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Pharma news in brief

Our weekly round-up of news affecting the industry

EFPIA gives it's blessing

The European Parliament has moved forward proposed regulation for improved medicines for use in children. The European Federation of Pharmaceutical Industries and Associations (EFPIA), which believes the European Parliament vote offers a key opportunity for Europe's children and pharmaceutical science base, has urged Member States to move the proposed regulation forward.

Last month, the European Medicines Agency (EMEA) launched a six-month consultation period on a draft guideline on the conduct of pharmacovigilance for medicines used in children up to the age of 18. The guidance was the first to focus exclusively on the issues of drug safety for this age group.

The pharma industry has been heavily criticised for its perceived reluctance to fund the development of medicines for children and the guidelines are designed to stimulate R&D and authorisation of drugs for paediatric use

Novartis could raise bid

Novartis is expected to raise its bid for US flu vaccine manufacturer, Chiron after the company rejected its first offer of $4.5bn or $40 a share. Shares in the biotech company traded at premium following Novartis' offer as investors expected a second approach.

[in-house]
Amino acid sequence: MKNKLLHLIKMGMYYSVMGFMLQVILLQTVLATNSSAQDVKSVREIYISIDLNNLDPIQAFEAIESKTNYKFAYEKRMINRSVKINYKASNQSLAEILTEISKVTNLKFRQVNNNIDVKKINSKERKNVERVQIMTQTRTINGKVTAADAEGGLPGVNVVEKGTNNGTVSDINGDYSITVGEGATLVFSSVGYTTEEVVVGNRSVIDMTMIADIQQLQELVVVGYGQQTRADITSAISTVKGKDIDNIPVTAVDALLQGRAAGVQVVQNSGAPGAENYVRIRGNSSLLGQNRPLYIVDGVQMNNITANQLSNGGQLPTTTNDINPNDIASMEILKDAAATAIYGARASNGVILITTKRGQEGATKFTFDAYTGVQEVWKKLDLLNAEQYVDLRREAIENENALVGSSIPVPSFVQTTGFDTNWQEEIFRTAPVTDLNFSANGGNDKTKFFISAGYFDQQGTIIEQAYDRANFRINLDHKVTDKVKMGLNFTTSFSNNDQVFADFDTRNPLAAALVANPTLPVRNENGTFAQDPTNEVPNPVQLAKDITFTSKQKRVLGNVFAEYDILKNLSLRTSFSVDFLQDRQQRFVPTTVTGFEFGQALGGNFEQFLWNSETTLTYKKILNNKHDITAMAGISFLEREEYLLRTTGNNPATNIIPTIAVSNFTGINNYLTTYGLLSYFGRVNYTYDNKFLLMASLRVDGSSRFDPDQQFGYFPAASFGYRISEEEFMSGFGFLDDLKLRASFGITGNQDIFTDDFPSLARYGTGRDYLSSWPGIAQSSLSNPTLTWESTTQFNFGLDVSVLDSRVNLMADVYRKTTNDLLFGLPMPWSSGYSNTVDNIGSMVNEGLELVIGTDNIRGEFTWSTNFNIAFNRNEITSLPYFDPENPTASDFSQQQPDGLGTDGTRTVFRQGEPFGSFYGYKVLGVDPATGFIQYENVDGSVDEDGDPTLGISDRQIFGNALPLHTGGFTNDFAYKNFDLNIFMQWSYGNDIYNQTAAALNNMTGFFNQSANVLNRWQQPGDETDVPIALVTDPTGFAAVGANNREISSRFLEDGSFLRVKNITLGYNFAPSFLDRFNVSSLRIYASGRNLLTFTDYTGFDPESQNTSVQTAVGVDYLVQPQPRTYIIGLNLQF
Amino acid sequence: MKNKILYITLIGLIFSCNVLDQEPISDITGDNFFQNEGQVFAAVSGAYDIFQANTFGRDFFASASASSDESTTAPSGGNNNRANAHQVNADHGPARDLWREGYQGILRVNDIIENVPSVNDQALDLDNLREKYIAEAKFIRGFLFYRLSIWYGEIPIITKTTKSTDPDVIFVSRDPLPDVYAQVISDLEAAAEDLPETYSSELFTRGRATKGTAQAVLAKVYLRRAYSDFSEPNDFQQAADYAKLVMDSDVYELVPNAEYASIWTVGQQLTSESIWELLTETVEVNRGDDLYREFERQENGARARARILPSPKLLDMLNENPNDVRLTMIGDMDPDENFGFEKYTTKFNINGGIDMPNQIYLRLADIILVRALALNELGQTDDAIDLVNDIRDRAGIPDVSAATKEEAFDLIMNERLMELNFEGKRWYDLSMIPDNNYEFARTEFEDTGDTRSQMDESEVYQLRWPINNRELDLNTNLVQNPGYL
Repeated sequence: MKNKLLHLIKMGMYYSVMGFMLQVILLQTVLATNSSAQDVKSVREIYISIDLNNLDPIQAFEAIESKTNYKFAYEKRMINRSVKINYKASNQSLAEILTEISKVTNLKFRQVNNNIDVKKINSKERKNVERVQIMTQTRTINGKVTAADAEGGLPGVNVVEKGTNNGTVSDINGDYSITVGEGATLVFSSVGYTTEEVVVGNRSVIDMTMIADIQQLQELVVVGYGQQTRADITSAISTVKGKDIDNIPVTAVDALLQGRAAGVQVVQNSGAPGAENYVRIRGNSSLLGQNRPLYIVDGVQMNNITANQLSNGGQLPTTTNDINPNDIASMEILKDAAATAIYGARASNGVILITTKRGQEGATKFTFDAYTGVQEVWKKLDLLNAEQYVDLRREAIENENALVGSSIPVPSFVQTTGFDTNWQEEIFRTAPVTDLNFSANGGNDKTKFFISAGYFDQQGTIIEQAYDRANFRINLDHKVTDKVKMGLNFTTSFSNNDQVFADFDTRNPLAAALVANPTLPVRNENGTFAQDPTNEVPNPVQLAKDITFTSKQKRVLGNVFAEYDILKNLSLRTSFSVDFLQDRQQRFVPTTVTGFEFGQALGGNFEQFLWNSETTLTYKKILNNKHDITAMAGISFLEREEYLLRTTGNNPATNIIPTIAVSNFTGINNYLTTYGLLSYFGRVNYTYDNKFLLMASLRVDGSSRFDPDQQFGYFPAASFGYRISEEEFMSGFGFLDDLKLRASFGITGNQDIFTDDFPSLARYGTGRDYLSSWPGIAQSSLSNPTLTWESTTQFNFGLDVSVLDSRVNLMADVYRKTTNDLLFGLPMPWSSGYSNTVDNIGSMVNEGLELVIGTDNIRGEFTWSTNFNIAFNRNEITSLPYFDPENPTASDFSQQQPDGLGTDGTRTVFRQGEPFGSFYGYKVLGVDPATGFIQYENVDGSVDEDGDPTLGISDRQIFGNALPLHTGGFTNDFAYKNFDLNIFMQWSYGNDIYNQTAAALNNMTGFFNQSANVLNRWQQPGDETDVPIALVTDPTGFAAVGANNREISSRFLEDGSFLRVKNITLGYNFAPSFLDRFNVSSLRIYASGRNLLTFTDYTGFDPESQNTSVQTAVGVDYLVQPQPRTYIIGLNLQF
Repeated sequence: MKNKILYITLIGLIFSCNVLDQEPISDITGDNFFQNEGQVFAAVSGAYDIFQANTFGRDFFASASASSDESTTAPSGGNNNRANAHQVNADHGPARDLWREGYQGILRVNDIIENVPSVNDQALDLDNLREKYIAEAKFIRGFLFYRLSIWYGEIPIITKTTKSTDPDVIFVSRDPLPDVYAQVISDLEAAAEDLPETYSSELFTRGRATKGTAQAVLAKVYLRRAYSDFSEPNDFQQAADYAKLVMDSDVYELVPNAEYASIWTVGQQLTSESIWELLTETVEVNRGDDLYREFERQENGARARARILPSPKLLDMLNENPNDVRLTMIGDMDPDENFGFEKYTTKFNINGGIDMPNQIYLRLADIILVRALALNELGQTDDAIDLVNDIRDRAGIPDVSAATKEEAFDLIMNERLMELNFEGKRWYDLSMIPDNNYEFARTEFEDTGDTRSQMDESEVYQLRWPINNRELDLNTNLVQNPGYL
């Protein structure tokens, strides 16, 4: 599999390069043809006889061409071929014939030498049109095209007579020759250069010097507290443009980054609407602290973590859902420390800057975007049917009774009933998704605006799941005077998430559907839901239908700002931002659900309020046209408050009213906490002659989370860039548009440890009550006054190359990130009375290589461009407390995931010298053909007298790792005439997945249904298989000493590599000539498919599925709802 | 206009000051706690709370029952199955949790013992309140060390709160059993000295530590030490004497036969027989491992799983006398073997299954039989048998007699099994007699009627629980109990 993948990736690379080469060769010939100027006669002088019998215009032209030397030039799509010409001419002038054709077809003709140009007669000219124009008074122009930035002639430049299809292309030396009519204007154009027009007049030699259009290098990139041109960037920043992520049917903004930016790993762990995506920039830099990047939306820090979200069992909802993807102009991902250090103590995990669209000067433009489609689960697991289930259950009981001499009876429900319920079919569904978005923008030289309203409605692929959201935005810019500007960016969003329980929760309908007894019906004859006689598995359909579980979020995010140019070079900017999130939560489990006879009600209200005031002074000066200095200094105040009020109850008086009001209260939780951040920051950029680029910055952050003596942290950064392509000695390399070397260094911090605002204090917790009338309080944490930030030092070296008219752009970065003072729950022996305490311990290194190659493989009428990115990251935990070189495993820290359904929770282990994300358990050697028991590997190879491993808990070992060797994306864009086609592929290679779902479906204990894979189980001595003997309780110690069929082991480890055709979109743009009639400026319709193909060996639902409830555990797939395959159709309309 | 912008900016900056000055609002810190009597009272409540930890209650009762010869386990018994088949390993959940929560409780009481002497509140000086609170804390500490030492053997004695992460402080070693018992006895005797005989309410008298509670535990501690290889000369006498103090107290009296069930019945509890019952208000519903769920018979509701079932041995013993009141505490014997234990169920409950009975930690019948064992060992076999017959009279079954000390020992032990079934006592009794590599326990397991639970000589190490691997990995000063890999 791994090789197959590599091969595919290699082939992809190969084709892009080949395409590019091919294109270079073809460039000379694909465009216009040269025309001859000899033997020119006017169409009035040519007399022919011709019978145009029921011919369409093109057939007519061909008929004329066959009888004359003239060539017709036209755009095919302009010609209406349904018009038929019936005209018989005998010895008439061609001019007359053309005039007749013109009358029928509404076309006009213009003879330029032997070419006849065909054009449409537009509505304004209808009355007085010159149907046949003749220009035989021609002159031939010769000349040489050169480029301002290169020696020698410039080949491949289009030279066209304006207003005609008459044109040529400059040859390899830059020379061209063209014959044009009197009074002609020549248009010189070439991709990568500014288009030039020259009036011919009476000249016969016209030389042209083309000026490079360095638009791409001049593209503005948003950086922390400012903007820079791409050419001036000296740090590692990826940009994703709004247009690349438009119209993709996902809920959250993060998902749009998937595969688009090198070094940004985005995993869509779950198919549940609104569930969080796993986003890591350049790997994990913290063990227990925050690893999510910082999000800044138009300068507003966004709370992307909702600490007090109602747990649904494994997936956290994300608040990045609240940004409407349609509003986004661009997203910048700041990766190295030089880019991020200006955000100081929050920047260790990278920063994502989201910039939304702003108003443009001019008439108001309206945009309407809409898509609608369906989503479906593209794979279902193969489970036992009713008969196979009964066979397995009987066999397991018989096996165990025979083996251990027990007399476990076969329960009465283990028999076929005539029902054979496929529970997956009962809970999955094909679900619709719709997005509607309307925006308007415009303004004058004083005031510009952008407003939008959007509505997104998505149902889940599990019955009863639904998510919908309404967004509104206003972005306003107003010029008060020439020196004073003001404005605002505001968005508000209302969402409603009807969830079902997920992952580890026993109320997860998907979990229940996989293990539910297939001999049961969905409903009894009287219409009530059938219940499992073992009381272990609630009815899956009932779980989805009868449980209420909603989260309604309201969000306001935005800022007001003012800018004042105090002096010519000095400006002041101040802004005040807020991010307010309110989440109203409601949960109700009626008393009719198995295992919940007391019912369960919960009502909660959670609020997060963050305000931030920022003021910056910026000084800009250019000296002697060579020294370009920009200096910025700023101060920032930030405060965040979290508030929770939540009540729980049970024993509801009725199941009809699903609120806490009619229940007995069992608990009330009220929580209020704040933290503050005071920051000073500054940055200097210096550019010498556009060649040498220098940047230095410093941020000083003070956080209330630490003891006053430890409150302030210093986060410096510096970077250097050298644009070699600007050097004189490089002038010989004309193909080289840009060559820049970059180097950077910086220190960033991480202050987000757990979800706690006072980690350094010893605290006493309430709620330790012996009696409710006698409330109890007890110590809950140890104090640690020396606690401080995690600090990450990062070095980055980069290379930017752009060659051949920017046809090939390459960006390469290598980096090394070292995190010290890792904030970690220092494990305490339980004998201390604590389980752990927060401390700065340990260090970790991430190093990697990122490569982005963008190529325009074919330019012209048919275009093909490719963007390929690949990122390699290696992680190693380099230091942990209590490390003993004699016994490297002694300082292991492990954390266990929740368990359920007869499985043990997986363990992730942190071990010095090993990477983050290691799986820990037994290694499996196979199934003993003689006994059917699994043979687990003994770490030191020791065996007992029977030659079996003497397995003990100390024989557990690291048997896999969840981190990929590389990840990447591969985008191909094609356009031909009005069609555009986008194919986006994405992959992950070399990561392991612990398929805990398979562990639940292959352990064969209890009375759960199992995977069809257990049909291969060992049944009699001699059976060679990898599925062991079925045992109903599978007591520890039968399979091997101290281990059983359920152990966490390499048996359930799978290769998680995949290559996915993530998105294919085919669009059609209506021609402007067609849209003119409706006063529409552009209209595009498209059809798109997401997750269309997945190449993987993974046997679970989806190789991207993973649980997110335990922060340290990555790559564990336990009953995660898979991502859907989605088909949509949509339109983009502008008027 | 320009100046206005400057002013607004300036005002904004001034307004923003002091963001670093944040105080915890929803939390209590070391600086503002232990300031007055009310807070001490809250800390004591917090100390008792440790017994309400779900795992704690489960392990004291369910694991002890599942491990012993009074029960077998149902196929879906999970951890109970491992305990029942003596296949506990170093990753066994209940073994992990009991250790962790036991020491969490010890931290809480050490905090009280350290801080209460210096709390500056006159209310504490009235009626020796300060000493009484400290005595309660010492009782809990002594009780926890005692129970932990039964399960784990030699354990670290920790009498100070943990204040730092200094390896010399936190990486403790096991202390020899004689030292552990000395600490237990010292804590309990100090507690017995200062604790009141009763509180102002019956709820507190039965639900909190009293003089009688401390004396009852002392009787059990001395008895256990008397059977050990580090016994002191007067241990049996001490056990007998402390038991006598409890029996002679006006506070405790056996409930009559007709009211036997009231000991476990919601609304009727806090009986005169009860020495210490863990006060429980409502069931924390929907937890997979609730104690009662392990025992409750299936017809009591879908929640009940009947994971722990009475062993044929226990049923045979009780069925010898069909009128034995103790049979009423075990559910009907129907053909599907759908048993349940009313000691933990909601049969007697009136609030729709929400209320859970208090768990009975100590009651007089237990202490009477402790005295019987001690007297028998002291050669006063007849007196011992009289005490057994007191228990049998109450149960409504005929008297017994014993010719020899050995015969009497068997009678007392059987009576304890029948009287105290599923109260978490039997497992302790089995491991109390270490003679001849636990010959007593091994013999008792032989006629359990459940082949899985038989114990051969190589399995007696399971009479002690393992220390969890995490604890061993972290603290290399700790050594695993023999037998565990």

While analysts believe that the Swiss pharma company could offer $45 a share, they warned that Novartis was unlikely to pay a much higher premium because its majority stake will ward off potential rival bids. Novartis is keen to enter the vaccines market that experts predict could be worth between $31bn and $43bn in 10 years.

Merck strengthens defence

Merck & Co has fortified its defences as it gears up to face critical federal court cases due to start in November. Federal court cases make up around 2,500 of the 5,000 lawsuits being bought against Merck claiming injury from Vioxx. Tighter evidence rules in federal court means that these cases are expected to play a key part in determining Merck's ultimate liability.

The company has also hired attorney Phil Beck, who was credited with saving Bayer billions of dollars in liability when he led the defence of its cholesterol drug Baycol in 2003.

Eisai goes live in India

Eisai has started operations at its subsidiary in India, as part of its plan to maximise on the country's growing drug market and harness its scientific talent. Soichi Matsuno, managing director of Eisai's global pharmaceuticals business believes that India offers marketing and sales opportunities and `something more'. ìWe are very much interested in the area of production, efficiency and also cost-management because India is a world famous generic player, so [there is] something bigger that we have to learn,î he told a news conference.

Eisai already sells some products in India through partners and is planning to use the country as a location to conduct clinical trials.

30th September 2008

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